Commented Jan 3, 2015 at 8:07
  • $\begingroup$ I tried it and it did work. Thank you so much for this approach! $\endgroup$
    – Liu
    Commented Jan 3, 2015 at 17:11
  • $\begingroup$ Is there another way to do this without the change of variables? I ask because we haven't been taught how to change variables in contour integrals and how a change of variables would affect the path of integration. $\endgroup$
    – user337254
    Commented Nov 17, 2018 at 18:12
  • $\begingroup$ @MathWolf the contour here is the unit circle and the change of variables keeps it as the unit circle (with reversed orientation), so his is not a complicated change of variables. Try to understand why this change of variables works. $\endgroup$
    – KCd
    Commented Nov 17, 2018 at 20:50
  • $\begingroup$ @KCd I've managed to show the 2nd case by using the fact that: for a continuous function $\phi:A=\{z\in\mathbb{C}:|z|=1\}\rightarrow\mathbb{C}$ and $\gamma$ as above, $$\overline{\int_{\gamma}\phi(z)\,\, dz} = -\int_{\gamma} \overline{\phi(z)}\,\,\frac{dz}{z^2}$$ When I used this (by equating the integral to the conjugate of its conjugate and using CIF), the result for $|a|>1$ fell out without even considering the different cases of $|a|$. How could I go about figuring out the result for the case of $|a|<1$? I very much appreciate you taking the time. $\endgroup$
    – user337254
    Commented Nov 18, 2018 at 14:17

This is from Remmert's book. Define $h(w)= \dfrac{\bar z f(w)}{s^2-\bar z w}$. This is holomorphic in a neighborhood of the origin, and $f(\zeta)\zeta^{-1}+h(\zeta)=\frac{f(\zeta)}{\zeta} \dfrac{ \bar\zeta}{\bar\zeta-z}$ when $|\zeta|=s$. Now integrate this over such circle and use Cauchy's formula. You should get that $$2\pi i f(0)=\int_{|\zeta|=s} \frac{f(\zeta)}{\zeta} \dfrac{ \bar\zeta}{\bar\zeta-z}d\zeta$$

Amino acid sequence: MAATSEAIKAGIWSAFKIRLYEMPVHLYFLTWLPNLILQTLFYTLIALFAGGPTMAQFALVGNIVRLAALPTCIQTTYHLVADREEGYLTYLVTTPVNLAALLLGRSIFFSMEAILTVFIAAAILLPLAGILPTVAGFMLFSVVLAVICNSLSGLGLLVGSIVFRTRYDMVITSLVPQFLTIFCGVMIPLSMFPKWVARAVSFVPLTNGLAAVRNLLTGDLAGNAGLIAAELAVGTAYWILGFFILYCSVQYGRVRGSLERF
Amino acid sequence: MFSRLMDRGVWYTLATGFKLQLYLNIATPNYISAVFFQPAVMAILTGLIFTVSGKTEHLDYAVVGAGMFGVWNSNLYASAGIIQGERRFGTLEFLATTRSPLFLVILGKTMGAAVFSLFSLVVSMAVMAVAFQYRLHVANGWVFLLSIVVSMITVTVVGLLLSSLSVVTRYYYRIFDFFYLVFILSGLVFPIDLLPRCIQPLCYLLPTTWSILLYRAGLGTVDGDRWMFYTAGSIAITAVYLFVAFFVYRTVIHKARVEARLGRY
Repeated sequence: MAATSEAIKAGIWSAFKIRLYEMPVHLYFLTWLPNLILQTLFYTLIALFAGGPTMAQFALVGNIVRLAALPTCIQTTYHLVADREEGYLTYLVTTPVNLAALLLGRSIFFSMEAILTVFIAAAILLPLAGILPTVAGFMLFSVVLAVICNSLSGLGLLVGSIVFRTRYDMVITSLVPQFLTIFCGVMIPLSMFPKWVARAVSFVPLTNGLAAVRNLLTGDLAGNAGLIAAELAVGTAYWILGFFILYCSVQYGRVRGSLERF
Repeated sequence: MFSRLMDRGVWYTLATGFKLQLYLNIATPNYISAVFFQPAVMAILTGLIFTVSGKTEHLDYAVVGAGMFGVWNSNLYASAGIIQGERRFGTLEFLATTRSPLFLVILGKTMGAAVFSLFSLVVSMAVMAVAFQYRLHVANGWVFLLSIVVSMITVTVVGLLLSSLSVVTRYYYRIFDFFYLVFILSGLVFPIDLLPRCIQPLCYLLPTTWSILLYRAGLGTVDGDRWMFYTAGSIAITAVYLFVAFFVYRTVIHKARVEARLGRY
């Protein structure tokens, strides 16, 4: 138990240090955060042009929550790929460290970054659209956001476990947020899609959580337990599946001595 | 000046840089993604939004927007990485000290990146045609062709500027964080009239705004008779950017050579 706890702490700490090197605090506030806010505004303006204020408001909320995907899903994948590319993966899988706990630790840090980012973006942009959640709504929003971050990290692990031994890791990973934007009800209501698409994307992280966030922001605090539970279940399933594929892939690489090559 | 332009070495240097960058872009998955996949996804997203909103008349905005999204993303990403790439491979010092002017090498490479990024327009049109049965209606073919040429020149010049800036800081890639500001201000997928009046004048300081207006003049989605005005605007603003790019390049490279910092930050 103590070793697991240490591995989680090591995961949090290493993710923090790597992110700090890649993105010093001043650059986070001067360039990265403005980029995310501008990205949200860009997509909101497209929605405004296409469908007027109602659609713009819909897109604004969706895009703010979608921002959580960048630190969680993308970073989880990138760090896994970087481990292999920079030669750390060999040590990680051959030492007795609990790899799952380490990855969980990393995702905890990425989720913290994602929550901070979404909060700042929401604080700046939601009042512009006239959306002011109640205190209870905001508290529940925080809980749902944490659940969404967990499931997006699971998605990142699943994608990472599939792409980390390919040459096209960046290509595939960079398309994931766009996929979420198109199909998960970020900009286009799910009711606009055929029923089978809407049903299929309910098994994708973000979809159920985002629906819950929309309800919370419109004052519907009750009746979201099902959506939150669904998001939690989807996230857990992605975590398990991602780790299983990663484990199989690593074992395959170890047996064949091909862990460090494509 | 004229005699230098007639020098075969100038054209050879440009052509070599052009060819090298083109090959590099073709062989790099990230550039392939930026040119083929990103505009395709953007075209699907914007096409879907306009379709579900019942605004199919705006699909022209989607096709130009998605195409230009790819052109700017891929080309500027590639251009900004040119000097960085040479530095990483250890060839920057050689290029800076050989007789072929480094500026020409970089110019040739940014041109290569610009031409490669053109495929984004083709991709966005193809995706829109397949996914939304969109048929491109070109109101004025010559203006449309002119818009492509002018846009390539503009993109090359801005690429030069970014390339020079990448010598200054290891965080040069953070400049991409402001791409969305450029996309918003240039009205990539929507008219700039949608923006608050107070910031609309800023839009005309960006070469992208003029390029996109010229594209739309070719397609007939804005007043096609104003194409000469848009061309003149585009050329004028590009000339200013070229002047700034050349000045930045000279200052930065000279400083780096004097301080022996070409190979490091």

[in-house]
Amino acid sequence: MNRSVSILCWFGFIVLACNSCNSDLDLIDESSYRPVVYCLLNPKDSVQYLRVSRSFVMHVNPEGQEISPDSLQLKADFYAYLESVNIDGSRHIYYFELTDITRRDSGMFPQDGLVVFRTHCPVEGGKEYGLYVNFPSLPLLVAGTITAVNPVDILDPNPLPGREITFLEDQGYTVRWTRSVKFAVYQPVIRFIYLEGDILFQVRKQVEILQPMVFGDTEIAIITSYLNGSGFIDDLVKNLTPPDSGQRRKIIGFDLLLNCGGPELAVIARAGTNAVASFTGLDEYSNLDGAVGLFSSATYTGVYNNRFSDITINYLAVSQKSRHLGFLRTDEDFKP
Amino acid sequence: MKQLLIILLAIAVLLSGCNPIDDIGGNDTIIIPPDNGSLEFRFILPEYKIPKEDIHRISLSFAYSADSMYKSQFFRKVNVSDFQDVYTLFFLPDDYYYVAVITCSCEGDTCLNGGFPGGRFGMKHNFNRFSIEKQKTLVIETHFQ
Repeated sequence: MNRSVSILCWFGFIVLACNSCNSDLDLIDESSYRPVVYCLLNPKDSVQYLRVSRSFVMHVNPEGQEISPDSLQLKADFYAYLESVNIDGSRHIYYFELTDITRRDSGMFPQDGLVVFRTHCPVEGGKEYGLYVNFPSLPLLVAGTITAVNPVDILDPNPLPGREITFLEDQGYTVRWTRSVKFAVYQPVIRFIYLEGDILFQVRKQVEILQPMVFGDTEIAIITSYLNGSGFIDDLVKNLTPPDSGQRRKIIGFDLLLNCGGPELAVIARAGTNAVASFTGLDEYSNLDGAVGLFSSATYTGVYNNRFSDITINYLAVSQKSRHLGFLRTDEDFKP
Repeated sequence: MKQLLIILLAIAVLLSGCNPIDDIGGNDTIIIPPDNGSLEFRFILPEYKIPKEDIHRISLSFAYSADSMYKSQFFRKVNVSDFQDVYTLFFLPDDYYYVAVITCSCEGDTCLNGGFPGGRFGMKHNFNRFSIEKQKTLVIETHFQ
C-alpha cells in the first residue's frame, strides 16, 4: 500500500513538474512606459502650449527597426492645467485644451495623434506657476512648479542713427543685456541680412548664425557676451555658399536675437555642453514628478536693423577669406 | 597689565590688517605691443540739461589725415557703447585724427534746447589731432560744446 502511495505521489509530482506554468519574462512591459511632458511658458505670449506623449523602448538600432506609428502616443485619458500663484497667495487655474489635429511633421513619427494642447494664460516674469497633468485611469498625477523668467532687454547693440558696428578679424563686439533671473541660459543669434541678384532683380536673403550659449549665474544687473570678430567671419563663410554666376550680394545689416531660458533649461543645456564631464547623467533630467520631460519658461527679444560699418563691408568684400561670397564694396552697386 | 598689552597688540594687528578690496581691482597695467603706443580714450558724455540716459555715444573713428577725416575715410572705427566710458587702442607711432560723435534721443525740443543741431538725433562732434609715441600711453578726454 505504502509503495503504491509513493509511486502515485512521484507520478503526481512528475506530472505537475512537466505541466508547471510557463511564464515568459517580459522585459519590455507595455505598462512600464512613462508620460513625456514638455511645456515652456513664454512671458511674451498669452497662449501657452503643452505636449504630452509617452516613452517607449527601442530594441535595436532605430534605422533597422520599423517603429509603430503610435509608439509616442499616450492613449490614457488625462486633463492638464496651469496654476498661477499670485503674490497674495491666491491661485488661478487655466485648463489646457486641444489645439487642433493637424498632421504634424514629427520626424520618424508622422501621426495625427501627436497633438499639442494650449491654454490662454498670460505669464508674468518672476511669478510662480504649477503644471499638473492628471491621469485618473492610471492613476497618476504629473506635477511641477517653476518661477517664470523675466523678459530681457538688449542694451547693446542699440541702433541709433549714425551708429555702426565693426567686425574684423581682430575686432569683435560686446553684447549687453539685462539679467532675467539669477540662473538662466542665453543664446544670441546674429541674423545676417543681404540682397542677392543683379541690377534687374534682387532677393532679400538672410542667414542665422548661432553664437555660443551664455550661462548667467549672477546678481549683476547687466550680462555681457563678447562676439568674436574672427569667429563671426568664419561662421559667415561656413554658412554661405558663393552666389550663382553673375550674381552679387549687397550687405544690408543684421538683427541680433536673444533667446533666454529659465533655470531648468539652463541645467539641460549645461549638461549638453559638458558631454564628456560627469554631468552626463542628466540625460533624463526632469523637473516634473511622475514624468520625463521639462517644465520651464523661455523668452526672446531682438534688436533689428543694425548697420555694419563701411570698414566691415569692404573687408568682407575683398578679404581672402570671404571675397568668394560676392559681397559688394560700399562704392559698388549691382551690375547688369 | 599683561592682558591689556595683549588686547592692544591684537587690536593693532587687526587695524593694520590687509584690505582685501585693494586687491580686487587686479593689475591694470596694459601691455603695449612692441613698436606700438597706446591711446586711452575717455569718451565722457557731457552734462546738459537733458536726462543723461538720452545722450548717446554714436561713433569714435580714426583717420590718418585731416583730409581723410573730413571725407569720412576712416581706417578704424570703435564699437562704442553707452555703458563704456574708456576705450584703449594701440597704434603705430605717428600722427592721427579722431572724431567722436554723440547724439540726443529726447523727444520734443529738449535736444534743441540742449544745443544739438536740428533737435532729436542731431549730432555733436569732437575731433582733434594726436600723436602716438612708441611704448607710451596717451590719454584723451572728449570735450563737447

Now we use that $\displaystyle \overline{\int g(z)dz}=\int\overline{g}{(z)}d\overline z$. Moreover, since $\zeta\overline \zeta=s^2$, we get $ \zeta d\overline\zeta+\overline\zeta d\zeta =0$, so the conjugate of this last equality gives what we want for $|z|<s$. Can you deal with the case $|z|>s$?

Spoiler To light up Remmert's proof, I will try to adapt what was mentioned in the comments for any general circle $|z|=s$. It is better to read this after solving the problem by one's own, however. Note that $z\mapsto s^{2}z^{-1}$ sends this circle to itself and reverses orientation, but this gets cancelled by $d(z^{-1})=-z^{-2}dz$. Thus, we have (remember $\bar z=z^{-1}s^2$!) $$\int_{|z|=s}\frac{\overline{f(z)}}{z-w}dz=\int_{|z|=s}\frac{s^2\overline{f(\overline z)}}{z(s^2-zw)}dz$$

Note that $d(s^2z^{-1})=-s^2z^{-2}dz$ entails when $z\bar z=s^2$ the equality $zd\bar z+\bar z dz=0$ just as in the proof of Remmert. Morover, if in the last integral we write things in terms of $u=\bar z$, since $\bar z=s^2z^{-1}$, we get the integral $$\int_{|u|=s}\frac{u\overline{f(u)}}{s^2-\bar u w}d\bar u=\overline{\int_{|u|=s}\frac{\overline u{f(u)}}{s^2- u \bar w}du}$$

This is almost the mysterious function in Remmert's proof. At any rate, since $$\frac{s^2}{z(s^2-zw)}=\left(\frac{1}{z}-\frac{1}{zw-s^2}\right)$$ we can decompose our integral into two summands. One will give the term with $\bar f(0)$ and the other will give the more extraneous term.